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P2.T8.20.7. Structure of funds, legal reserves, and liquidity indicators (Rose Ch.11)

Nicole Seaman

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Learning objectives: Estimate a bank’s liquidity needs through three methods (sources and uses of funds, structure of funds and liquidity indicators). Summarize the process taken by a US bank to calculate its legal reserves. Differentiate between factors that affect the choice among alternate sources of reserves


20.7.1. Kingstreet Savings is attempting to determine its liquidity requirement. The bank has classified its checking, savings, and nonperson time deposits (which total $380.0 million in deposits) into three categories: hot money, vulnerable, and stable (aka, core) funds:

The total liquidity requirement is the sum of the liability and loan requirements, but we are here ignoring the loan liquidity requirement; further, the reserve requirements are not necessarily realistic but instead are rounded for the sake of more convenient calculations. Management has elected to hold an 80.0% reserve in liquid assets or borrowing capacity for each dollar of hot money deposits, a 50.0% reserve behind vulnerable deposits, and a 20.0% reserve for its holdings of core funds. The legal reserve requirement is 10.0% for both checkable and savings deposits; nonpersonal time deposits have zero legal reserve requirements.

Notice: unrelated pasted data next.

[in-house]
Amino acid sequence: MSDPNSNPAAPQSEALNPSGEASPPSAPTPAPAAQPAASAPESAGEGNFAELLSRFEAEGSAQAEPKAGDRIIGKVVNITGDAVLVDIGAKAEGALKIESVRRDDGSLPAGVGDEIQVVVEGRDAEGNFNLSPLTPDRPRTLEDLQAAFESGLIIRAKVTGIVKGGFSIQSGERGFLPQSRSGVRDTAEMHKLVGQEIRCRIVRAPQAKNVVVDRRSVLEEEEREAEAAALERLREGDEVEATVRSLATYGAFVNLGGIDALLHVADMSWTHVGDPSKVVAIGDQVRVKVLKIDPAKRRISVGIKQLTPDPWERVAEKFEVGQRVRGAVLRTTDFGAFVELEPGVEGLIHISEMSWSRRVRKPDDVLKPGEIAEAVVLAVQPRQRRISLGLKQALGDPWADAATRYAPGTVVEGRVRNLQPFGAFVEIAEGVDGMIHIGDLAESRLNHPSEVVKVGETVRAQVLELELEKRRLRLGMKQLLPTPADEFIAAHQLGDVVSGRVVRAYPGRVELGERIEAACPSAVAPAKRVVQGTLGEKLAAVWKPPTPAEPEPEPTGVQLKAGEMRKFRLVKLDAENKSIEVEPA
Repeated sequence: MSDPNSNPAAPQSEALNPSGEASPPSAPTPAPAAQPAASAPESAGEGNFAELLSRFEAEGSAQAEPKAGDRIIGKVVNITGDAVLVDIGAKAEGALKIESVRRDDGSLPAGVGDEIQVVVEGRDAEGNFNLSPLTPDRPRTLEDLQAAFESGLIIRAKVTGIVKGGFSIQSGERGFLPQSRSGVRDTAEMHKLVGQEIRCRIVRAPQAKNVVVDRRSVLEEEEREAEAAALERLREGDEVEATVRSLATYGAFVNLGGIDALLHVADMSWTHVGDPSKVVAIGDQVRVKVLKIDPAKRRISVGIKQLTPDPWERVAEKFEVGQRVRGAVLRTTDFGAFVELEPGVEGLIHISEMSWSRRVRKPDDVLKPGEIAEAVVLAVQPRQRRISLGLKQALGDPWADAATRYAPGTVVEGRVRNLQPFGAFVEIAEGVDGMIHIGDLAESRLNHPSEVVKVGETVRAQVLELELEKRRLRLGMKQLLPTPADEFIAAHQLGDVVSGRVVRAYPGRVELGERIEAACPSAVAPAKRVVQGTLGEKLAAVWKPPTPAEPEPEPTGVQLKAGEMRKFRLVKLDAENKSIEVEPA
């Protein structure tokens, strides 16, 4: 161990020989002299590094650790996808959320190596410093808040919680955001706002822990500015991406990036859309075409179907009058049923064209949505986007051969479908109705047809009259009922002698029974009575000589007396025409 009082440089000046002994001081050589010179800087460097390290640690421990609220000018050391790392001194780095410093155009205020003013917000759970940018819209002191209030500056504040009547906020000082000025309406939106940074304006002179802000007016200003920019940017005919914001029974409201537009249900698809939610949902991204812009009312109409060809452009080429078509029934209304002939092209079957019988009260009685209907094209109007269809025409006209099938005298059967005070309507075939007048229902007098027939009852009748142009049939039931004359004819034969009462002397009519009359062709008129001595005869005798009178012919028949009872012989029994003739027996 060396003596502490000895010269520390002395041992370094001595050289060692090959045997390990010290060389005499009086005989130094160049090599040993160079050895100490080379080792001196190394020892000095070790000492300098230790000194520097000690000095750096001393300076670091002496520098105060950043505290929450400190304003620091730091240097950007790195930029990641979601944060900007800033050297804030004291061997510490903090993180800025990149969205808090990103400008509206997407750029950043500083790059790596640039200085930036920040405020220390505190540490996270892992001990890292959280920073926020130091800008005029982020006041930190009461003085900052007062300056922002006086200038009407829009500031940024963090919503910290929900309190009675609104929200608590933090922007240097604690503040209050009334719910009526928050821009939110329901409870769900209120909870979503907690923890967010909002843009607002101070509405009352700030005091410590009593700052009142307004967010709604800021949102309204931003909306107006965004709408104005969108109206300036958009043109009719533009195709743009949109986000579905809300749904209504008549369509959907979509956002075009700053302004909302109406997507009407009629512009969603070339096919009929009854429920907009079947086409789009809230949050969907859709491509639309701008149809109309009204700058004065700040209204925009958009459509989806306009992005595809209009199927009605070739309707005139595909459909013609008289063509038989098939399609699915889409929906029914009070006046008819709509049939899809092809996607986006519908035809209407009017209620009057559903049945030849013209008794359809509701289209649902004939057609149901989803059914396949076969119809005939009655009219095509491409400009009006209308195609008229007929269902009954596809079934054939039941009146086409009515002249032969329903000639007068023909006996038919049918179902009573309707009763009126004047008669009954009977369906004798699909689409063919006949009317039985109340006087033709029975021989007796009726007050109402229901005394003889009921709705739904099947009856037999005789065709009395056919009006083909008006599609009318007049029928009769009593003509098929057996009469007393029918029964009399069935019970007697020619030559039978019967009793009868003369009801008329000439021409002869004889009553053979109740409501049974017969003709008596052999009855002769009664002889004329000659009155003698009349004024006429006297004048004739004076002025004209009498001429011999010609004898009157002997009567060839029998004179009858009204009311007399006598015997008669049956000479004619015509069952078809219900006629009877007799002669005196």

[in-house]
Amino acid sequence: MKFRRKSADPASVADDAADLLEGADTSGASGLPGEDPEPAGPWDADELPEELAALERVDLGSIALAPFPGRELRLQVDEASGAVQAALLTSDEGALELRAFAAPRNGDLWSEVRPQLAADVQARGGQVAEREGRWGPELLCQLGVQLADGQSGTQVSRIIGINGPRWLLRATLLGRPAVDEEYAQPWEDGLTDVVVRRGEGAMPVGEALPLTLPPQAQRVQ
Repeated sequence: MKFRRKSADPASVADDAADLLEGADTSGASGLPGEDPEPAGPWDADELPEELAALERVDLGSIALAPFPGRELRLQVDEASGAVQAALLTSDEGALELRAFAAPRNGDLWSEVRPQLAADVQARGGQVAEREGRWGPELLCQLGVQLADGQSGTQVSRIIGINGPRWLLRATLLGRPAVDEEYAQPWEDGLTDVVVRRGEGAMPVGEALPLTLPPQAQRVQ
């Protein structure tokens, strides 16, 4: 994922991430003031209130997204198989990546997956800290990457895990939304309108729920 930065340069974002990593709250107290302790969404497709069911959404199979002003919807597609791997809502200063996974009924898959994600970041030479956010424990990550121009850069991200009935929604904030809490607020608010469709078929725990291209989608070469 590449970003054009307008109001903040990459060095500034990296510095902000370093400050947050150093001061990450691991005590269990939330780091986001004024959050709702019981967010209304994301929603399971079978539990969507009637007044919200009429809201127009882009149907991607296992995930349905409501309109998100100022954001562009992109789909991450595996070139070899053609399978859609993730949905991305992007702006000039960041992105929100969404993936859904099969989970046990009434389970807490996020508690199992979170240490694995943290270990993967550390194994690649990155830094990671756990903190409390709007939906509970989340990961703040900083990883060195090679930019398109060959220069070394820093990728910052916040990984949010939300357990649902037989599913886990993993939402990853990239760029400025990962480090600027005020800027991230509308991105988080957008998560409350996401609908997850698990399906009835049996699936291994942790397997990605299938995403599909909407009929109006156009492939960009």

Kingstreet Savings is using the Structure of Funds approach to estimating its liquidity requirement. What is Kingstreet's net deposit liquidity requirement for the (total of) vulnerable funds?

a. $13.0 million
b. $30.0 million
c. $62.0 million
d. $177.0 million

20.7.2. Acme Bank and Trust has below calculated its daily average deposits and vault cash holdings (ie, $5.0 million) for the most recent two-week computation period. Also shown are decidedly hypothetical (ie, not necessarily realistic) reserve requirements posted by the Federal Reserve System:

What is the bank's Daily Average Reserve holdings at the Federal Reserve bank (FRB)?

a. $6.0 million
b. $9.5 million
c. $12.5 million
d. $23.0 million

20.7.3. Below are five of the ten liquidity indicators defined in Rose and Hudgins (the other five are Cash position, Liquid securities, Net federal funds and repurchase agreements position, Deposit brokerage index, and Loan commitments ratio).
  • Capacity ratio = Net loans and leases divided by Total assets (-)
  • Pledged securities ratio = Pledged securities divided by Total Assets (-)
  • Hot money ratio = Money market assets divided by Volatile liabilities (+)
  • Core deposit ratio = Core deposits divided by Total assets (+)
  • Deposit composition ratio = Demand deposits divided by Time deposits (-)
If the Core deposit ratio unexpectedly dropped, this might be a red flag liquidity indicator. Put another way, the Core deposit ratio is a positive liquidity indicator such that its increase is generally favorable or indicative of a safer situation for the firm with respect to its liquidity needs. Negative liquidity indicators go in the opposite direction: their decrease is favorable while their increase might be cause for concern.

Among the five liquidity indicators listed above, in addition to the Core deposit ratio, which is a POSITIVE liquidity indicator; for which would an unexpected drop maybe be a yellow- or red-flag cause for concern?

a. Capacity ratio
b. Hot money ratio
c. Pledged securities ratio
d. Deposit composition ratio

Answers here:
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